Water experts at Surrey contribute to global WHO guidance
Academics in the Department of Civil and Environmental Engineering have contributed to guidance on water quality which will help governments around the world to safeguard public health.
With contaminated drinking water estimated to cause 485,000 deaths each year, the availability of safe and readily available water is vital for human health, and a central objective for WHO (World Health Organization). Improved water supply and sanitation, and better management of water resources, can boost countries’ economic growth and help reduce poverty.
Dr Katherine Pond and Dr Steve Pedley within the Department of Civil and Environmental Engineering have contributed to a new guidance document which encourages governments to take a risk-based, pro-active approach by focusing on identifying hazards and managing them before they cause health issues.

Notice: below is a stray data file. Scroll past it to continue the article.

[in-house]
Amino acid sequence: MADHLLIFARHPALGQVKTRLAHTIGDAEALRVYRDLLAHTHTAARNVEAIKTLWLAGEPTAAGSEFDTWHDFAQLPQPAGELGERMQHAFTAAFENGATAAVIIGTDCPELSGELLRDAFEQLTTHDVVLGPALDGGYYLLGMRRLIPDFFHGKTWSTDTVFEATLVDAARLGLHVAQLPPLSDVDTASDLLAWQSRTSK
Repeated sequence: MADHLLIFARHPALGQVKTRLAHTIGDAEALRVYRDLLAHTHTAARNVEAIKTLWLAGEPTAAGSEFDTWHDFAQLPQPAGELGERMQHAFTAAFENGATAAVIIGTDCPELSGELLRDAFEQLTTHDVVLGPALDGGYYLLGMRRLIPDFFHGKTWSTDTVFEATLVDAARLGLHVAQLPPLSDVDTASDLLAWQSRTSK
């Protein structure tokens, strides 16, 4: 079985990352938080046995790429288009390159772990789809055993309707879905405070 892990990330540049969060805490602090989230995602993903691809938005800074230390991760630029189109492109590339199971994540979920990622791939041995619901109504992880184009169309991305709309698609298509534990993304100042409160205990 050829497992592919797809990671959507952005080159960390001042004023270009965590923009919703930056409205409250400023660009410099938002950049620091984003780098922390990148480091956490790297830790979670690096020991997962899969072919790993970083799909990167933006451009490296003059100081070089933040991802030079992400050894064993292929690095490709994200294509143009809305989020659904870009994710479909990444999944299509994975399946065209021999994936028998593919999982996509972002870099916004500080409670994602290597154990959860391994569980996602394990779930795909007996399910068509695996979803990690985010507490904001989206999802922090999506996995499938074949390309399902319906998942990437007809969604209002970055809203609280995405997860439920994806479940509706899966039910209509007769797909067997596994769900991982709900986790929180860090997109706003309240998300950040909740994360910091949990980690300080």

The academics joined a European network of policy workers, public health bodies and other stakeholders for the 18 month project, which was led by the WHO Collaboration Centre for the Protection of Water Quality and Human Health. Surrey was the only UK academic institution to be invited to contribute to the water quality guidance.
Dr Pond said: “Microbiological hazards such as bacteria and pollution pose a huge problem for human health, and preventing these issues is much more time- and cost-effective than reacting, treating and monitoring water after problems arise. One of our key aims with this document is to enable governments to anticipate pressures which could impact on water quality.”
The publication, Strengthening drinking-water surveillance using risk-based approaches (2019), was published in November 2019 by WHO’s Water Research Group.